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Chris Mooney - Accommodationism and the Psychology of Belief
Posted: 11 May 2011 08:53 AM   [ Ignore ]
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Special Guest Host: Ronald A. Lindsay

In this special episode, Chris Mooney changes places and becomes the interviewee—and then finds himself facing some probing questions from CFI president and CEO Ronald A. Lindsay. This frank interview is all substance and no fluff as Mooney is asked to defend accommodationism and his Templeton Foundation fellowship. The tough questions elicit vigorous replies as Mooney restates his belief that some of the New Atheists are adopting the wrong tactics in criticizing religion.

In the second part of the interview, Mooney discusses his recent work on the psychology of belief in general, emphasizing how our commitments and our values shape our reasoning and our processing of information.

Ronald A. Lindsay is a bioethicist, lawyer, and President and CEO of the Center for Inquiry. For many years he practiced law in Washington, DC, and was an adjunct professor at Georgetown University and American University, where he taught jurisprudence and philosophy courses.

As well as a usual host of Point of Inquiry, Chris Mooney is a science and political journalist and commentator and the author of three books, including the New York Times bestselling The Republican War on Science and Unscientific America: How Scientific Illiteracy Threatens Our Future, co-authored by Sheril Kirshenbaum. They also write “The Intersection” blog together for Discover blogs.

Note: This episode was recorded on board the 2011 CFI Greek Islands Cruise on which Mooney was a speaker.


http://www.pointofinquiry.org/chris_mooney_accommodationism_and_the_psychology_of_belief/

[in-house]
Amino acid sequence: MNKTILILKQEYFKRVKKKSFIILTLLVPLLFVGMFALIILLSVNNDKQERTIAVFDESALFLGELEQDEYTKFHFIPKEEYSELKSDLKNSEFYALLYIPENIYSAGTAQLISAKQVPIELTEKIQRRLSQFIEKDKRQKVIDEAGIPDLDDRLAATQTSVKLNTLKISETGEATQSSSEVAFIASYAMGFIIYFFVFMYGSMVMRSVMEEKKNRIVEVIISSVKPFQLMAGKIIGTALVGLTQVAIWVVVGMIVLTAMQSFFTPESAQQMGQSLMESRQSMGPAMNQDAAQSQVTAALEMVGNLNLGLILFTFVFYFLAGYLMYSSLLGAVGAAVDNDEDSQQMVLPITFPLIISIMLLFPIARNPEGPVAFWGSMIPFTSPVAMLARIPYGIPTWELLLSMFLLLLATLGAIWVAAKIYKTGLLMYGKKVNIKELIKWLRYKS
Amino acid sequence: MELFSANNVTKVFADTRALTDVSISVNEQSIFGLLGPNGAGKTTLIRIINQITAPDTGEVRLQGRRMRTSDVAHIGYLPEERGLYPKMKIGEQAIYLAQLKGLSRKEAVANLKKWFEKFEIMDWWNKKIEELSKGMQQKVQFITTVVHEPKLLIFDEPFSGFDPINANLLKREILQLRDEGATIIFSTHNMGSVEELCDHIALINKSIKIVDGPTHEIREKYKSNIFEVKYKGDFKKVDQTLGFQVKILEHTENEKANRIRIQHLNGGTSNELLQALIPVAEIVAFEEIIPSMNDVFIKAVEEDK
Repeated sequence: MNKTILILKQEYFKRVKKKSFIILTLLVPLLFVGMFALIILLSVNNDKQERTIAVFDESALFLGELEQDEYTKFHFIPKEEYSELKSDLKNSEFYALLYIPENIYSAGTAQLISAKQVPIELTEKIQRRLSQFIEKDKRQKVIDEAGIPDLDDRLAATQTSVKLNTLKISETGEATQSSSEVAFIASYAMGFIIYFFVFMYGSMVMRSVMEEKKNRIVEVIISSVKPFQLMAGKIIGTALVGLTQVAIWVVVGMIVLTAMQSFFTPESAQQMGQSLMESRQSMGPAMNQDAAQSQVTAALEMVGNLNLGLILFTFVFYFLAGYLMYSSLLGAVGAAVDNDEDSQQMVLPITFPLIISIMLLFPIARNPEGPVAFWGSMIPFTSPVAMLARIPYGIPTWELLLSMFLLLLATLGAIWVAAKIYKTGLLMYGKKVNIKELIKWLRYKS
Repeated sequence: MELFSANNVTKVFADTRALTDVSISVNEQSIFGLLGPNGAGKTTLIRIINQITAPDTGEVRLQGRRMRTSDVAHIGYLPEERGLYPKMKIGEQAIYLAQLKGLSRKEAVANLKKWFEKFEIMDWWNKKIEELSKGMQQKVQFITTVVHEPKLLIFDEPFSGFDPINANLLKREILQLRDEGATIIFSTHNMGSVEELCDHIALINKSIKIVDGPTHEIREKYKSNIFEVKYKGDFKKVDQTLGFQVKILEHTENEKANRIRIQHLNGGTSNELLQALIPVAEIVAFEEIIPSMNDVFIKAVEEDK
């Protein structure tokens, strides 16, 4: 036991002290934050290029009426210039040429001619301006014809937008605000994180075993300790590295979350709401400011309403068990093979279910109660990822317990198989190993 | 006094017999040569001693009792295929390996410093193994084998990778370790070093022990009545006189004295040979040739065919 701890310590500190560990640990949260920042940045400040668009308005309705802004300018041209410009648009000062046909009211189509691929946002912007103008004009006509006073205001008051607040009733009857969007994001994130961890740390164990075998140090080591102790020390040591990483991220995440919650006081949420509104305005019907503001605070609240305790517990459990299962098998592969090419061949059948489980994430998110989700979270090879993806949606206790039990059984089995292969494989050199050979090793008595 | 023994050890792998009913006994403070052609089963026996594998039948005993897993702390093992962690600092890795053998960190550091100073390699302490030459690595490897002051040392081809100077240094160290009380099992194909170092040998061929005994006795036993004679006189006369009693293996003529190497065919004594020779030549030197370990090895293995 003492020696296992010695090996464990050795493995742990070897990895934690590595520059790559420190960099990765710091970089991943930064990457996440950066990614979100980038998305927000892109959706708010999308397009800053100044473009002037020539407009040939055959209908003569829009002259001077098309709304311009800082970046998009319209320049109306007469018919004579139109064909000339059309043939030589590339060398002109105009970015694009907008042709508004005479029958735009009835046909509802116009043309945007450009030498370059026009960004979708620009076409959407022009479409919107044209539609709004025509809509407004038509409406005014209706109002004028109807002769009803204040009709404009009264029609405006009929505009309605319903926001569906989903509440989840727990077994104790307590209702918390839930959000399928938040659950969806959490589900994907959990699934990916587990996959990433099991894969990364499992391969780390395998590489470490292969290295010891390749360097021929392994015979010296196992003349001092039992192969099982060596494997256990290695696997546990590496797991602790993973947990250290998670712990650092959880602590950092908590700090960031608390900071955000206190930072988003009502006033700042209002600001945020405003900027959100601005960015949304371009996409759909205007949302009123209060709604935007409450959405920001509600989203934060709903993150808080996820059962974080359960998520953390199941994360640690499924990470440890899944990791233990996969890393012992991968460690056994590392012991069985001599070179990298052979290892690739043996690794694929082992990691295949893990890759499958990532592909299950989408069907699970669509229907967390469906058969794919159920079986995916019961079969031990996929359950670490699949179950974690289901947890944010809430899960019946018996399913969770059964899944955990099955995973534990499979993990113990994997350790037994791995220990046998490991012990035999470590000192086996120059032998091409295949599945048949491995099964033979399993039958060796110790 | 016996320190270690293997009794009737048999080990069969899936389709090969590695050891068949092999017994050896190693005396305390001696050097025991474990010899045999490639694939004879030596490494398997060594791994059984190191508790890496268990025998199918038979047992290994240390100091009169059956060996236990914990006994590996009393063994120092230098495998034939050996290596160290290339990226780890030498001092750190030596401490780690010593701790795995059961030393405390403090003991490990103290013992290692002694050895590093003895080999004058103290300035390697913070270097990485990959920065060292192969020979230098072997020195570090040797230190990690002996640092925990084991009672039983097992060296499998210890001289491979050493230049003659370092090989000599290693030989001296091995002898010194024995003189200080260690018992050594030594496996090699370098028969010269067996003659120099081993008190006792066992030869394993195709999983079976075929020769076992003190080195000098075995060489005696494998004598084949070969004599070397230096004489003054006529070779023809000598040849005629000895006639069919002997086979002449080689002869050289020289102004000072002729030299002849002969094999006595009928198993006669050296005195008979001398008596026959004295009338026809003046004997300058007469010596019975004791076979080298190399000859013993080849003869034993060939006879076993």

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Posted: 11 May 2011 11:33 AM   [ Ignore ]   [ # 1 ]
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Fascinating.

I thought Mooney sounded a bit…scornful at times. A bit dismissive. A bit certain of his own conclusions.

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Posted: 11 May 2011 01:22 PM   [ Ignore ]   [ # 2 ]
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When Mooney says that he thinks that we should go through pastors and other trusted agents to enact hard change, it seems he thinks that PZ, Dawkins, and the other ‘New Atheists’ think that’s a bad idea. But I’ve never heard them say that. In fact, I’ve heard the opposite. If that’s the tactical and strategic approach he wants to take, then he should go ahead.

But where does he get the idea that only one approach should be used?

Mooney, go ahead and try the soft sell approach. I’m sure that it’ll be useful with some people. But where do you get the gall to say that everyone else has to stop any other approach and only try what you’re comfortable with?

Pharyngula is full of people who say that PZ’s confrontational approach was important to their deconversion. The Atheist Experience’s forums are full of people who needed to hear Dillahunty to think about their religion a different way.

Go ahead with your approach, but please don’t pretend you have justification in saying that it’s the only valid approach.

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Posted: 11 May 2011 02:10 PM   [ Ignore ]   [ # 3 ]